October 7, 2012 by scasadei
One month into my flipped 7th grade math class, and I am FINALLY able to take a breather and put my reflections in writing.
Since introducing the flipped classroom in September, I have received positive feedback from my administration, my students and their parents. The biggest benefit has been the amount of class time devoted to learning and practice. I no longer spend upwards of 15 minutes checking work book pages that were assigned for homework because we now do them in class as daily formative assessment. The biggest change for me as well as the students was the incorporation of Edmodo. Before I get into all the details, I will say that I am very happy with Edmodo and find it a very valuable tool for organizing assignments, record keeping, data analysis, and assessment. That being said, it took about two weeks for my students (all 67 of them) to get the hang of it: logging in daily, and turning in the assignment to me vs. posting a reply to the group.
Using Edmodo to facilitate the flipped classroom, at least the way I have decided to do it, is a lot of work. The time that I would have spent checking homework in the classroom has been replaced with me creating, responding to, and following up on Edmodo assignments. Between the hours of 4pm to midnight, I receive 67 “bings” (on a good night!) as my students submit their assignments. Since I am using their assignments as formative assessment, I need to read and respond to their work before I start class the next day. This is the only “downside” to my flipped classroom – however, I walk into class the next day knowing exactly who “gets it” and who doesn’t, and what I need to do meet their specific needs. I happily respond to all 67 of my “bings” because the information I gain from their responses is worth every minute of the extra time I spend on Edmodo.
Flipped Classroom Assignments on Edmodo
A typical math “homework” assignment is a video that introduces the topic or skill we will be covering the next day in class. I like for the students to have a heads-up and can come to class having already thought about the topic. I upload or link a video from BrainPop, YouTube, etc. to Edmodo and have the students watch it. I also post one application question to see to what degree they grasp the information. The students type their response in Edmodo and submit it directly to me. This is what my home page looks like:
The students understand that they do not have to fully understand the concept in order to get credit for the assignment. I just want them to try. Whether they get the answer correct, incorrect, or send me a message saying “I don’t understand how…”, they still get credit for the assignment. We always start the next class taking about the video, discussing the question I posted, comparing answers and the different ways many of them arrived at the same solution.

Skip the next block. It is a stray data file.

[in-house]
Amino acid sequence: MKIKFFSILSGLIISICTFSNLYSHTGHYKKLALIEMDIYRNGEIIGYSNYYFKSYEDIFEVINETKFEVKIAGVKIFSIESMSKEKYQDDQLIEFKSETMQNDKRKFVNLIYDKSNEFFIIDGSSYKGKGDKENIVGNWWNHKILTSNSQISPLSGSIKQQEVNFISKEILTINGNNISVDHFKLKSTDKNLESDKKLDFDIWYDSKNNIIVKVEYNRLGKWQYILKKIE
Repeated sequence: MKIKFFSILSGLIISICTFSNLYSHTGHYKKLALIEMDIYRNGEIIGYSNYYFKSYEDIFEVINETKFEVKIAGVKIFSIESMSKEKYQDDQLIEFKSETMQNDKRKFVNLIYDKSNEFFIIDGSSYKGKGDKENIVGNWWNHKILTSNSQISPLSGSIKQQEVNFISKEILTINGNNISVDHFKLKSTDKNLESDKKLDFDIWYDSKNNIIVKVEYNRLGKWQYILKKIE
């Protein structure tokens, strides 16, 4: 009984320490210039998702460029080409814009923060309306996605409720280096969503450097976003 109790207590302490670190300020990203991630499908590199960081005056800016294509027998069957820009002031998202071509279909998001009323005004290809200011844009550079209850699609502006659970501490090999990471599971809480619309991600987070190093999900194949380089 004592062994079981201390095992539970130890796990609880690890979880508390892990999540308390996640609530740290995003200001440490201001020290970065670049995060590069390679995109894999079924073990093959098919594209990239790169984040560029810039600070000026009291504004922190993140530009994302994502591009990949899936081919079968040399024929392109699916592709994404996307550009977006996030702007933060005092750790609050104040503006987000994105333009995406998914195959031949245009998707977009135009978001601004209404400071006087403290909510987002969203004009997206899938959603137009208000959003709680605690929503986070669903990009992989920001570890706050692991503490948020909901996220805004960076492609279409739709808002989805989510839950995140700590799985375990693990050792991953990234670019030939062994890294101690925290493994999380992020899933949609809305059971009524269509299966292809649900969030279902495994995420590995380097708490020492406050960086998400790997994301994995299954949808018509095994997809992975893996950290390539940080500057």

Here is a screenshot of the grade book within Edmodo. This is where I keep track of the students’ assignments. They will receive a 1/1 if the assignment was completed on time, and a .5/1 if it was late. At the end of the trimester they will receive an Edmodo assignment grade which is based on completed (rather than “correct”) assignments. I want them to feel free to take risks and reflect on their thinking, and grading them the traditional way would be counterproductive.
Edmodo as a Tool for Formative Assessment
My favorite feature in Edmodo is the quiz. I can create my own multiple choice, true/false, short answer, or fill in the blank self-grading quiz, and assign it as homework. I usually create a ten question quiz at the end of each skill or unit. Each student’s scores are reported directly to me, and the results of all of my students are complied in this awesome graphic:
When I first saw this I nearly giggled with delight! With this particular quiz, I learned that the students generally did well with the computation questions, but struggled with the vocabulary. Guess what we focused on for the first ten minutes of the next day’s class…the vocabulary!
The other really cool thing about the quiz feature is that each student’s work is timed as well as time stamped. I can see who took the quiz at 4:45pm and who took it at midnight. I can see who spent 12 minutes working through the questions and who breezed through it in 50 seconds. If two students score a 4/10, and one spent 12 minutes working on it and the other spent 50 seconds, I know who’s really working and who is not. You just can’t get that kind of data from a work book page.
Is it working?
I know some teachers compare tests results from year to year trying to quantify their results of the flipped classroom. I will not compare the kids in front of me to the kids I taught last year. I will say that I am pleased with the results of their first unit test and their first project-based assessment. The students were also pleased with their results. Most importantly, they feel confident participating in class and asking questions when they come in with the background knowledge from the video assignment. They come in ready to discuss the concept and willing to try something new.
It is working, and I couldn’t be happier!
The 7th grade science teacher saw how she could utilize Edmodo in her class, so together we created a group for science. Once the students are on Edmodo, they can access another class by adding the unique group code. This was their first week of completing both math and science assignments on Edmodo. The Social Studies teacher is looking to create a group for the social studies classes for the second trimester. She wants to post her videos on Edmodo and free up some class time for more group work. Edmodo will be a one-stop resource for our 7th graders. Luckily, they think it’s cool…for now :)
I welcome your comments and suggestions!